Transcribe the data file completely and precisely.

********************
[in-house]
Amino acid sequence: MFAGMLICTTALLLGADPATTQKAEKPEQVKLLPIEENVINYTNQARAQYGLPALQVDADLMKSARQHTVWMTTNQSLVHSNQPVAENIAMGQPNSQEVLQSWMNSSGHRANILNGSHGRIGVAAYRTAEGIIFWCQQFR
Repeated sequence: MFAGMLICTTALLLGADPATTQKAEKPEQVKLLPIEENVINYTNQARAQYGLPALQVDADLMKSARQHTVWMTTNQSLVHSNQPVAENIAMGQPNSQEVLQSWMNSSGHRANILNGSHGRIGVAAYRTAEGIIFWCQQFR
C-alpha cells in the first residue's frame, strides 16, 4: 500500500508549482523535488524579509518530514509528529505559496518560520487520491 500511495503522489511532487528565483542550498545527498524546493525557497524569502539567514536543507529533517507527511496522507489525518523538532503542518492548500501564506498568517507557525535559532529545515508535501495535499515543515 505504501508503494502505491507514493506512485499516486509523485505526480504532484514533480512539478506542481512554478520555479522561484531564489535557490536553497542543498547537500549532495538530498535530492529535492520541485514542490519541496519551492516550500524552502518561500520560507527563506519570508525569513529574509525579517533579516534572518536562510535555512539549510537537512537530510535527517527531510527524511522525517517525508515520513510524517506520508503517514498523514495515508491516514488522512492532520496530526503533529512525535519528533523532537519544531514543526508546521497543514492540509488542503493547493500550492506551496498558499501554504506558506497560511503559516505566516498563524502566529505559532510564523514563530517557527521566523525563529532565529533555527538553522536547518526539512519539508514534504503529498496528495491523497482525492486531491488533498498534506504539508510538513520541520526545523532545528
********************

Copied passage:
[in-house]
Amino acid sequence: MFAGMLICTTALLLGADPATTQKAEKPEQVKLLPIEENVINYTNQARAQYGLPALQVDADLMKSARQHTVWMTTNQSLVHSNQPVAENIAMGQPNSQEVLQSWMNSSGHRANILNGSHGRIGVAAYRTAEGIIFWCQQFR
Repeated sequence: MFAGMLICTTALLLGADPATTQKAEKPEQVKLLPIEENVINYTNQARAQYGLPALQVDADLMKSARQHTVWMTTNQSLVHSNQPVAENIAMGQPNSQEVLQSWMNSSGHRANILNGSHGRIGVAAYRTAEGIIFWCQQFR
C-alpha cells in the first residue's frame, strides 16, 4: 500500500508549482523535488524579509518530514509528529505559496518560520487520491 500511495503522489511532487528565483542550498545527498524546493525557497524569502539567514536543507529533517507527511496522507489525518523538532503542518492548500501564506498568517507557525535559532529545515508535501495535499515543515 505504501508503494502505491507514493506512485499516486509523485505526480504532484514533480512539478506542481512554478520555479522561484531564489535557490536553497542543498547537500549532495538530498535530492529535492520541485514542490519541496519551492516550500524552502518561500520560507527563506519570508525569513529574509525579517533579516534572518536562510535555512539549510537537512537530510535527517527531510527524511522525517517525508515520513510524517506520508503517514498523514495515508491516514488522512492532520496530526503533529512525535519528533523532537519544531514543526508546521497543514492540509488542503493547493500550492506551496498558499501554504506558506497560511503559516505566516498563524502566529505559532510564523514563530517557527521566523525563529532565529533555527538553522536547518526539512519539508514534504503529498496528495491523497482525492486531491488533498498534506504539508510538513520541520526545523532545528